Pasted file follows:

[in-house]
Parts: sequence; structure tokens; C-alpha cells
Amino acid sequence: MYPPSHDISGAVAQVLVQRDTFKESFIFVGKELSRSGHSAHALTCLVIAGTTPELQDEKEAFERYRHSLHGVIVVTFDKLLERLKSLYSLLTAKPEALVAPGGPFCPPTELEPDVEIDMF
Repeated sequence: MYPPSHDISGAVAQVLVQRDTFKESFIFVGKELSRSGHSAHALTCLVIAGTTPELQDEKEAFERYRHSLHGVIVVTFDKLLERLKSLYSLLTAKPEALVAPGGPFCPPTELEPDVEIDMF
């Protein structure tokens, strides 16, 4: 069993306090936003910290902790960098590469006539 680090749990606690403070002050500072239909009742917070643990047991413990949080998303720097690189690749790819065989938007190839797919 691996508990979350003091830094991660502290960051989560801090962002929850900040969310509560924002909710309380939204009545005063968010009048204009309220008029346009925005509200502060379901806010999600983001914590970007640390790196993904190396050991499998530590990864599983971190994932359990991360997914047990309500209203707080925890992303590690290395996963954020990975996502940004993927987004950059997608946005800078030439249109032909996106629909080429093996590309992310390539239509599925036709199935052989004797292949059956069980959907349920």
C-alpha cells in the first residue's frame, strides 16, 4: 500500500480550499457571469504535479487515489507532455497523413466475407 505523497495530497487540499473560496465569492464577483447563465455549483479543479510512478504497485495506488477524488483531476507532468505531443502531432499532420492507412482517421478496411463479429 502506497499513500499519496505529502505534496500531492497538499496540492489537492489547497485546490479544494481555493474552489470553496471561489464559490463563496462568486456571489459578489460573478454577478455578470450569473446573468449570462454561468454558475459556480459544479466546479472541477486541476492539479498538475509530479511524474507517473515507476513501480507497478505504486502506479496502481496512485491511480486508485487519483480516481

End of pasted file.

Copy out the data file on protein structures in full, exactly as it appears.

[in-house]
Parts: sequence; structure tokens; C-alpha cells
Amino acid sequence: MYPPSHDISGAVAQVLVQRDTFKESFIFVGKELSRSGHSAHALTCLVIAGTTPELQDEKEAFERYRHSLHGVIVVTFDKLLERLKSLYSLLTAKPEALVAPGGPFCPPTELEPDVEIDMF
Repeated sequence: MYPPSHDISGAVAQVLVQRDTFKESFIFVGKELSRSGHSAHALTCLVIAGTTPELQDEKEAFERYRHSLHGVIVVTFDKLLERLKSLYSLLTAKPEALVAPGGPFCPPTELEPDVEIDMF
């Protein structure tokens, strides 16, 4: 069993306090936003910290902790960098590469006539 680090749990606690403070002050500072239909009742917070643990047991413990949080998303720097690189690749790819065989938007190839797919 691996508990979350003091830094991660502290960051989560801090962002929850900040969310509560924002909710309380939204009545005063968010009048204009309220008029346009925005509200502060379901806010999600983001914590970007640390790196993904190396050991499998530590990864599983971190994932359990991360997914047990309500209203707080925890992303590690290395996963954020990975996502940004993927987004950059997608946005800078030439249109032909996106629909080429093996590309992310390539239509599925036709199935052989004797292949059956069980959907349920």
C-alpha cells in the first residue's frame, strides 16, 4: 500500500480550499457571469504535479487515489507532455497523413466475407 505523497495530497487540499473560496465569492464577483447563465455549483479543479510512478504497485495506488477524488483531476507532468505531443502531432499532420492507412482517421478496411463479429 502506497499513500499519496505529502505534496500531492497538499496540492489537492489547497485546490479544494481555493474552489470553496471561489464559490463563496462568486456571489459578489460573478454577478455578470450569473446573468449570462454561468454558475459556480459544479466546479472541477486541476492539479498538475509530479511524474507517473515507476513501480507497478505504486502506479496502481496512485491511480486508485487519483480516481